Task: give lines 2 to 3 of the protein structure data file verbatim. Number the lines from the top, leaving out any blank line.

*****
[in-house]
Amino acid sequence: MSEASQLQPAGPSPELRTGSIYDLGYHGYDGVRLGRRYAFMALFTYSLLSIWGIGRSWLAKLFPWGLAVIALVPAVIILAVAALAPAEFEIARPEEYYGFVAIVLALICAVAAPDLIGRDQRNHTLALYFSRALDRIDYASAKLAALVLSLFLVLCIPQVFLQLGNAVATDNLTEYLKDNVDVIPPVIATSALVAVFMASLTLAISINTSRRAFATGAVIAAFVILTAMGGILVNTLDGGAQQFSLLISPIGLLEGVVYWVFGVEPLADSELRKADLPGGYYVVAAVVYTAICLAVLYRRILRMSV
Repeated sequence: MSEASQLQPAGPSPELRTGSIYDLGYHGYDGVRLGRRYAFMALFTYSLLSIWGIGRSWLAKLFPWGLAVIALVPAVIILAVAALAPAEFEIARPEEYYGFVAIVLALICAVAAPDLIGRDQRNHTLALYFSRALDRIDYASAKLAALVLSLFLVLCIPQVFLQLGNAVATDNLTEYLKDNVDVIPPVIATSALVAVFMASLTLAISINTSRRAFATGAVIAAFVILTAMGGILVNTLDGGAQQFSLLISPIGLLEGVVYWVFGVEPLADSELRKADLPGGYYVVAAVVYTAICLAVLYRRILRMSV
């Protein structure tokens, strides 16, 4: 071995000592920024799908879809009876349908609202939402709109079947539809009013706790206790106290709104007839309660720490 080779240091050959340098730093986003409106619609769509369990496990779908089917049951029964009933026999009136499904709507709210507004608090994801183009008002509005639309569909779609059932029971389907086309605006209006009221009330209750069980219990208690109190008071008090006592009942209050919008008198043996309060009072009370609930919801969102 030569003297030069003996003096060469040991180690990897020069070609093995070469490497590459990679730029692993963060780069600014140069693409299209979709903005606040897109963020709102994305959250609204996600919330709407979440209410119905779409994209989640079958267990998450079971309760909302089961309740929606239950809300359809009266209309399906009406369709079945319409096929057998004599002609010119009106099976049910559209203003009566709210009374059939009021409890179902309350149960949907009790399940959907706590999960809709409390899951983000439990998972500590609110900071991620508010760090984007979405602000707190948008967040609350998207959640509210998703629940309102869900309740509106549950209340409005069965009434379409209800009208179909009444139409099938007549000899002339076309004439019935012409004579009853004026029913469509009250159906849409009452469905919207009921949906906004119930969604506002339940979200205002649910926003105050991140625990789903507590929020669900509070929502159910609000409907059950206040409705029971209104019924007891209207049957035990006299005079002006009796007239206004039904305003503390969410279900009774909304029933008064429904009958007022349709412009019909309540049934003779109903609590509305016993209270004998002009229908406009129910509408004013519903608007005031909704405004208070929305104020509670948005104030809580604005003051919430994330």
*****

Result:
Amino acid sequence: MSEASQLQPAGPSPELRTGSIYDLGYHGYDGVRLGRRYAFMALFTYSLLSIWGIGRSWLAKLFPWGLAVIALVPAVIILAVAALAPAEFEIARPEEYYGFVAIVLALICAVAAPDLIGRDQRNHTLALYFSRALDRIDYASAKLAALVLSLFLVLCIPQVFLQLGNAVATDNLTEYLKDNVDVIPPVIATSALVAVFMASLTLAISINTSRRAFATGAVIAAFVILTAMGGILVNTLDGGAQQFSLLISPIGLLEGVVYWVFGVEPLADSELRKADLPGGYYVVAAVVYTAICLAVLYRRILRMSV
Repeated sequence: MSEASQLQPAGPSPELRTGSIYDLGYHGYDGVRLGRRYAFMALFTYSLLSIWGIGRSWLAKLFPWGLAVIALVPAVIILAVAALAPAEFEIARPEEYYGFVAIVLALICAVAAPDLIGRDQRNHTLALYFSRALDRIDYASAKLAALVLSLFLVLCIPQVFLQLGNAVATDNLTEYLKDNVDVIPPVIATSALVAVFMASLTLAISINTSRRAFATGAVIAAFVILTAMGGILVNTLDGGAQQFSLLISPIGLLEGVVYWVFGVEPLADSELRKADLPGGYYVVAAVVYTAICLAVLYRRILRMSV